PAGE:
Damn, that is literally the exact setup for my rig
lol my very first post in this thread said it, but that's ok. It's 1,000-1,200$.
FX is okay for that price. Concerning the clock rate (frequency) difference in i5 and FX processors. Microchips do their calculations at a certain rate per second (hence the unit hertz as in Gigahertz, Megahertz) but the calculations differ from chip to chip. The architecture of Intel and AMD is different (as well as the architecture between Intel i5-4XXX vs i5-5XXX for example). Direct Megahertz comparison only works in the same processor generation and architecture (FX-8320E vs FX-8370E for example). The question is what the calculations are that your processor does 3 billions of per second. They differ ever so slightly from processor to processor (doing billions of them per second makes these slight differences become big enough to notice).
That's what benchmarks are for: To compare how well the CPU does the calculations needed in a given time (like real time in terms of games or minutes in handbrake and similar stuff).
Take the clockrate of a CPU more as a measure of how much performance they tried to get out of a given architecture. Think of it as a V8 engine: usually the rev limiter is at under 7000 rpm. You can raise that and produce more power, but the engine runs hotter and you have to worry about valves and injectors keeping up. Coming back to CPUs: One could theoretically build a CPU that does the same amount of work of a 3 Ghz CPU at 1 Ghz.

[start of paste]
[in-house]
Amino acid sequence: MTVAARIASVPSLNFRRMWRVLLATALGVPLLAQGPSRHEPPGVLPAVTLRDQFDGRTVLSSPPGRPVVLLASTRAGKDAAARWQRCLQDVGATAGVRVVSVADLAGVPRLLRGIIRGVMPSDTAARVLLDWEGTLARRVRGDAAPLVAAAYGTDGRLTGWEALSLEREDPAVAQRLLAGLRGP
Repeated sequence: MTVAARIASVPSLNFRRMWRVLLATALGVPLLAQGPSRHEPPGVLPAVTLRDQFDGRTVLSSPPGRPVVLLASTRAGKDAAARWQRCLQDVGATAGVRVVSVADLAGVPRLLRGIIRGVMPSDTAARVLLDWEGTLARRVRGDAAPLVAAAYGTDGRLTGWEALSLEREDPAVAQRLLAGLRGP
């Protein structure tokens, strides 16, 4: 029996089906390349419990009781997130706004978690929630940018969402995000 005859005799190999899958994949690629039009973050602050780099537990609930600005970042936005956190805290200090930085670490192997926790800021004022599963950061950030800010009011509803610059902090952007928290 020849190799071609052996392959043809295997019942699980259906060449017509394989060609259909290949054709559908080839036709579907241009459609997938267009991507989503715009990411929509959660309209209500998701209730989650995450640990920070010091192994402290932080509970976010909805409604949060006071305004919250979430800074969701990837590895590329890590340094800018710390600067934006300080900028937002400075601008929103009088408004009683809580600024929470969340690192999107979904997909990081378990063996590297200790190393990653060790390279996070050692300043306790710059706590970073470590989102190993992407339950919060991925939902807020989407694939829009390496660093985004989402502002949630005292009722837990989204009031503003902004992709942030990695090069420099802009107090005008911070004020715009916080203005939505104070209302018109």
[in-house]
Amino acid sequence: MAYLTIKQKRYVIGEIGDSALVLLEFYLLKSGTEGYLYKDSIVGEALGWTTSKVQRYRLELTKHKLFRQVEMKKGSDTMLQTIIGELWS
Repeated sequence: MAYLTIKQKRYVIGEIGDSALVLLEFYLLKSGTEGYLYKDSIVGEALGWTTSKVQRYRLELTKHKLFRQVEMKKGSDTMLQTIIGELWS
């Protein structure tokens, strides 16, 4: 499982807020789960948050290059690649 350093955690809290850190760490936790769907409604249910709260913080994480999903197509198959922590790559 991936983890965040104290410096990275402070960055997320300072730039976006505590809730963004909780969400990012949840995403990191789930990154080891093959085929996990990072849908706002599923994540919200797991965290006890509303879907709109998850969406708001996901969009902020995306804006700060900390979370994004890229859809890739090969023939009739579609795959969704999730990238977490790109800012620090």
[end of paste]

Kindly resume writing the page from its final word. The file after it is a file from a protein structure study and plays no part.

AMD has higher clockrates on their CPU because they use their architecture longer and performance gains are mostly seen by increasing the clockrate which increases heat output. Intels architecture is more efficient (due to it being newer) hence it can produce the same results in a shorter time.
Second to what @irnoob said. Although an SSHD has the flash and the hdd as two points of failure and provide too little benefits for what they are.
an SSD is totaly not needed in a budged gaming rig.
in fact a normal HDD will do just fine.
Its better to invest as much as you can in the GPU + cpu + mobo, instead of an SSD.
Also if you can afford a Haswell i5 without sacrificing on the GPU, then there is no reason to invest in an older "dead" AMD FX platform, for just gaming.
Haswell cpu´s have way better per core performance and ipc, and this still makes sense in allot of games,
especialy with a higherend gpu on lower res like 1080p / 1440p.
I do believe that this would be a great PC setup for you. It is slightly over budget, but i had forgot to add the OS till after i configured everything, lol.
What I did for my system is a 120SSD for OS and 2 1tb drives in mobo raid0 and two more 1tb drives in mobo raid0. install just the OS on SSD. then all programs including games on the first raid0, and store all working files/ including desktop and my documents to the second raid0. I call it the poor mans SSD. Then for Linux (Because I have windows on my SSD) I have one of those 2.5 hot swap bays, I just swap the SSD out with a old 7200rmp laptop HDD with Linux installed on it. I may upgrade it to a SSD eventually but because all my files are stored to the Raid's all that changes is the OS and no worrying about which OS to boot from because its set up to physically only use one at a time.